Are netbooks, tablets really more desirable than smartphones in Thailand?
Forget the iPhone or latest BlackBerry smartphone as netbooks and tablet computers are the most desired tech gadgets in Thailand, according to a report published yesterday in conjunction with the findings of an ABAC poll on technology.
“When technology evolves, there is always something new to make our lifestyles much easier, more fashionable and most of all keeping us closer to everyone we love,” commented Dr. Udom Hongchartkul, the Director of ABAC Consumer Index, which is a very general comment which glosses over some interesting conclusions.
Before beginning an assessment the small sample size (1,600 respondents) must be noted as the range of people surveyed, which covers a number of cities and towns across Thailand.
The full announcement can be found at the National News Bureau of Thailand website but I’ve extracted the key nuggets below:
- There are more Thai households owning a mobile phone than a desktop computer, a laptop, a digital camera, a smart phone, a DSLR camera and a tablet PC respectively
- Women are prone to buying laptops and smart phones more than men of the same age group
- Older people tend to purchase a laptop while younger ones are in favor of iPads and smart phones.
- 20% within salary bracket 15,000 – 35,000 THB per month
- 25% within salary bracket 35,000 – 75,000 THB per month
- 30% within salary bracket 75,000 THB or above per month
Tablet PC ownership:
- 2% tablet PC ownership levels within salary brack 15,000 – 35,000
- 7% tablet PC ownership levels within salary bracket 35,000 – 75,000 and 75,000 plus
Type of technology purchase most likely in the next three months:
- netbook (26%), tablet PC (10%), smartphone (5%)
These findings are largely as would be expected.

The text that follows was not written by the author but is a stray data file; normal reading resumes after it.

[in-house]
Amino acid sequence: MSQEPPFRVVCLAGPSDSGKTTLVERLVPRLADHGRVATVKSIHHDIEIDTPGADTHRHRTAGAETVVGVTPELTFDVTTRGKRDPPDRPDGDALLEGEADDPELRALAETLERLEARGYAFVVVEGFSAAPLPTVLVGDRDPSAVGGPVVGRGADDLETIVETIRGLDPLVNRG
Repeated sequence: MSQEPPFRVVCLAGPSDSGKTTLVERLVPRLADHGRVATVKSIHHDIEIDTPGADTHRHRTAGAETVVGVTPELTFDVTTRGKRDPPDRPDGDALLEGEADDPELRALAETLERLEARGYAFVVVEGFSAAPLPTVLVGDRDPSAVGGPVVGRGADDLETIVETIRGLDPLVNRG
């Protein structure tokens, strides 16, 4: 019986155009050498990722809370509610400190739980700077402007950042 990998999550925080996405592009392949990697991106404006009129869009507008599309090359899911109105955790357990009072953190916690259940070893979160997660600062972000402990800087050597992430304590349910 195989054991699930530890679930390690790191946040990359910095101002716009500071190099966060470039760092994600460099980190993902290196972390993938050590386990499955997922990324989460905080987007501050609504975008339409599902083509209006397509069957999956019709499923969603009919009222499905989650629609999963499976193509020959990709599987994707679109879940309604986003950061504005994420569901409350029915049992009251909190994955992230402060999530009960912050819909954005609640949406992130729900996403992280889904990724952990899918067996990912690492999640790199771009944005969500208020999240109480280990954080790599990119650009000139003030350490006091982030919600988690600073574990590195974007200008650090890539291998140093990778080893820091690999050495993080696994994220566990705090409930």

It is no surprise to see that, according to the research, smartphone ownership increases with salary, as does tablet ownership albeit on a comparatively lower level.
What is perhaps more interesting is that netbooks and tablet PCs are rated more desirable than smartphones.
I would say no, that smartphones are in fact more desirable (particularly in urban areas), although there a number of possible explanations to account for the results:
1. Those wanting new netbooks or tablet PCs may already own a smartphone that they are happy with, making their interest in buying a new smartphone is lower.
2. Many of those surveyed are ‘basic’ internet users who use computers to surf the web from home, rather than the more sophisticated mobile web approach through a smartphone. Given their preferential web consumption, a netbook or tablet is the more desirable option.
3. [Most feasible] the results reflect a lack of awareness of the possibilities and innovation behind smartphone, making the more obviously useful netbooks and tablets more desirable.
4. Price – netbooks (especially) and tablets are generally cheaper than smartphones which for some respondents might explain a lower desire for a smartphone
By including a respondents from across Thailand’s diverse and varying regions and towns, the survey dilutes its findings and value.
Motivations for general purchasing, particularly luxury items like technology, vary hugely for those based in Bangkok, against a consumer in Nakhon Sawan, Chiang Mai or other areas. Mixing them together clouds results and any messages or pattens within them.
The combination of different demographic with varying spending power and needs may make for a compelling heading but, in reality, there is far greater value for a look at Bangkok’s tech scene and its motivation, or the growing awareness and interest in technology in provincial Thailand.
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